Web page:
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Canon EOS 30D Digital SLR Review


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Key Specifications

  • Review Price: £784.84

Although digital SLRs have been around since the mid-1990s, when Kodak produced digital adaptations of high-end Canon and Nikon 35mm SLRs, it is only since the launch in 2000 of the beautiful but deeply flawed Contax N Digital, that the market for “consumer” digital SLRs has grown. In that short time the market has already stratified into distinct sectors, from the fiercely contested sub-£500 mass-market category, all the way up to the £2000+ professional cameras such as the Canon EOS 1Ds MkII and Nikon D2X.

In between these two extremes you’ll find the mid-range cameras, aimed at keen amateur or semi-professional photographers, and priced between £600 and £1200. Examples include the Nikon D200, Olympus E-330 and the Fujifilm S3 Pro. Canon has also recently launched a new camera into this range, in the shape of the EOS 30D.

The EOS 30D is the replacement for the extremely popular EOS 20D, which was launched in August 2004. It is the latest incarnation of a range of models which started back in 2000 with the EOS D30, which was followed by the D60 in 2002 and the 10D in 2003.

The 20D has, in many ways, defined the mid-level DSLR market for the past two years. With an 8.2MP CMOS sensor, award-winning DIGIC II image processing engine and robust magnesium-alloy body, it was clearly a winning formula. So much so in fact, that Canon has barely changed it at all for the new model. As product upgrades go the new EOS 30D is something of a disappointment.

Admittedly there is a long list of improvements, but they are all somewhat superficial. The 30D gets a larger and sharper 230,000 pixel 2.5in LCD monitor, a larger selection of ISO settings at 1/3-EV intervals, and spot metering, something that was inexplicably omitted from the 20D. Other additions include a slightly larger image buffer, an RGB histogram function, a second lower speed continuous shooting setting (3 fps as well as 5fps), and a new more durable shutter mechanism that is supposedly good for 100,000 shots. Changes to the ISO setting are now shown in the viewfinder, and file sizes are shown in playback mode. I’ll pause here for your pulse to stop racing.

The only other significant change is in the colour adjustment system in the menu. The 30D has a wider range of adjustments for colour tone, saturation, contrast and sharpness, which can be grouped into ‘Picture Style’ settings. This makes it a lot easier to set up shots to cope with difficult lighting conditions, or to produce specific effects, especially if you need to store those settings for later re-use.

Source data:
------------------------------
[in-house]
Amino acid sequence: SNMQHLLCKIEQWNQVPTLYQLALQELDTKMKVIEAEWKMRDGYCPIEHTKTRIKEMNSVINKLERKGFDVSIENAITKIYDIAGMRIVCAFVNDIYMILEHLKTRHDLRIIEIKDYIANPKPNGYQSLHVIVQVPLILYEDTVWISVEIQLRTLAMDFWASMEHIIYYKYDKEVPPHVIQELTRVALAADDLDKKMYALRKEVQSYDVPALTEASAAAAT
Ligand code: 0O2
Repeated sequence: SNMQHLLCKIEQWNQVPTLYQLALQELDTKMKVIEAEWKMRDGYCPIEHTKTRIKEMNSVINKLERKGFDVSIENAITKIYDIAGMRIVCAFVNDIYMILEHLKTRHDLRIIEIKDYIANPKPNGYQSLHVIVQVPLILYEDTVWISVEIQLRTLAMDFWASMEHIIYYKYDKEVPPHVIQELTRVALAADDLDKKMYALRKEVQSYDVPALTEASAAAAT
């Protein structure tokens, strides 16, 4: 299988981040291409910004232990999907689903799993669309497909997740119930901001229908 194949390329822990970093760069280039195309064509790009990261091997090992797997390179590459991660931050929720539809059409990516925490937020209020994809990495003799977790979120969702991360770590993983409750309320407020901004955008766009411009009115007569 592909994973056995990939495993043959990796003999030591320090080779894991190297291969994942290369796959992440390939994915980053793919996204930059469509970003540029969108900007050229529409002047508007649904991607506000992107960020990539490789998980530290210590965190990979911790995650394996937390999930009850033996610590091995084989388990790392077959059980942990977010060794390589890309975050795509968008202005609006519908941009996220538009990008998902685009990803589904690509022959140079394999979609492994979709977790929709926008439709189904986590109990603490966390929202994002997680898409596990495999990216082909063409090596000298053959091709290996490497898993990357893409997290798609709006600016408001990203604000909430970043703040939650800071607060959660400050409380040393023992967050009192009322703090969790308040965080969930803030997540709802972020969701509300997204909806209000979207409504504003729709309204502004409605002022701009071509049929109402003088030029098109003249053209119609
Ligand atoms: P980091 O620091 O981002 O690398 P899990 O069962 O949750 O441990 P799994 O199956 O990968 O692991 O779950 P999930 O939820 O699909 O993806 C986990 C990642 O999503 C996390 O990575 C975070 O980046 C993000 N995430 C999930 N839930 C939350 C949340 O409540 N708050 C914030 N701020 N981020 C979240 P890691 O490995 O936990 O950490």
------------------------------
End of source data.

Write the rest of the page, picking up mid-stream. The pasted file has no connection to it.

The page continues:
The body, the control layout and all other internal systems are, as far as I can tell, identical to the 20D. It still has the same 35-zone evaluative metering system, 9-point AF system and 100-3200 ISO range. According to the spec sheets for the two cameras, the 30D is 2mm wider, although for the life of me I can’t see any difference when comparing the two models side by side. It is also approximately 20g heavier, however on a camera that weighs 785g with the battery this isn’t likely to make that much of a difference.

Also largely unchanged is the price. The EOS 20D is still available while stocks last, and can be found for around £725 body only. While the recommended retail price of the 30D body is £1099, it is already being advertised for around £780.

While I was out shooting the sample pictures for this review, I bumped into another photographer who was using a 20D. We chatted for a while, and compared the two cameras. I explained the few changes and the many similarities between the two models, and let him have a go with the 30D. He looked it over, took a few shots, and then informed me that since he couldn’t really see any advantage to changing, he’d be keeping his current camera, and to be honest I can’t say I blame him. After all, this exactly what Canon has done.

I think everyone was expecting that the EOS 30D would have a 10MP sensor, to put a bit of space between it and the 8MP EOS 350D. The problem with that however is that it would then have been undercutting the market for the £1800 12.8MP EOS 5D. In terms of image size there’s a lot less difference between 10MP and 12MP than there is between 8MP and 10MP, so people who were considering splashing out on a 5D might have been tempted to save themselves over £1000 and go with the 30D instead. The only other option, increasing the price of the 30D to a mid point between the 350D and the 5D, say £1200, would go against the market trend of falling prices for improving specifications.

Bearing all that in mind, the EOS 30D is nonetheless a great camera, arguably the best mid-range DSLR on the market. The body is heavy enough to provide stability while shooting without being tiring to use for long periods, and the large handgrip is both comfortable and secure. The control system, with one adjustment wheel on the top of the handgrip and a large rotating thumbwheel for menu selections, is quick, efficient and comfortable to use. The wide range of external controls means that you hardly ever have to go into the menu system.